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What is it?

A parasite of the trombicula species. They are also known as red bugs and are the larval forms of several related microscopic mites.

What does it look like?

The bugs are microscopic, and only the larva are harmful. They hatch from eggs, which have been laid in the soil in woodlands, or marshy areas. Welts and raised bumps appear on the skin, especially where body parts come in contact, like the armpits and backs of knees, or where clothing is binding such as under cuffs and collars.

How does it manifest?

Chiggers insert their mouthparts into the skin and feed on human blood. They do this for several days until their bodies become engorged and they drop off. Itching often develops within several hours of the bite, although may take longer to develop. Occasionally you will not notice the welt or itching for up to a day after being in a wooded area. Chiggers are often a problem in new homes while lawns are being developed.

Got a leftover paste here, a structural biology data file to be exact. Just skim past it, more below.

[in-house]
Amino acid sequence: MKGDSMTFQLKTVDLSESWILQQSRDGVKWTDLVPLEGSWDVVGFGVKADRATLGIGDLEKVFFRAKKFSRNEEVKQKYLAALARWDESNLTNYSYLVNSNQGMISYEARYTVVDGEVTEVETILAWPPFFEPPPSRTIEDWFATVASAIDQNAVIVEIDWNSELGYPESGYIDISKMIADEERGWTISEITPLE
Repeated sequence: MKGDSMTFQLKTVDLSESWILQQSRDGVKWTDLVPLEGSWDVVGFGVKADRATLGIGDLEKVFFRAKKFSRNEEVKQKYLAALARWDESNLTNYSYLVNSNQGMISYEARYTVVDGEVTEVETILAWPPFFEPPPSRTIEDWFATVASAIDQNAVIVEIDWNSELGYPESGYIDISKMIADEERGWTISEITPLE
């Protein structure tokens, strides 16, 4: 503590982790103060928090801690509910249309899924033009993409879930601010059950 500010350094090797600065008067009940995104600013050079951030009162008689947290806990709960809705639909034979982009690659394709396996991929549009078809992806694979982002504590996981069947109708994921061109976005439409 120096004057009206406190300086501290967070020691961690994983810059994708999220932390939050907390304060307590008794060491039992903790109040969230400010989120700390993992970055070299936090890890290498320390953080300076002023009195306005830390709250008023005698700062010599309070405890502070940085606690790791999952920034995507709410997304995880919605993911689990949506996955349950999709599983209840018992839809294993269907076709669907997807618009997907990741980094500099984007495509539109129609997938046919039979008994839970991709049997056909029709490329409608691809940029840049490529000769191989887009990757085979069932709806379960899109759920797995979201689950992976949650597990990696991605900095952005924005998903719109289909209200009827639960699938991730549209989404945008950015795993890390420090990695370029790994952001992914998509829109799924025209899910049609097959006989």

What can you do about it?

Bathe skin thoroughly in the hottest water you can stand to remove chiggers. Use lots of soap. To relieve itching you can consult your physician or pharmacist for a preparation to apply. Avoid chiggers when walking in areas of heavy or dense vegetation by wearing protective clothing and tightly buttoned sleeves, pant cuffs and collars. You may even wish to tape these areas tightly if you will be in a dense, marshy area. Repellents containing ethyl hexendiol or diethyltoluamide to skin and clothing may help. You can also treat infested areas around the home with a diazinon containing insecticide. Always be sure to follow package directions carefully.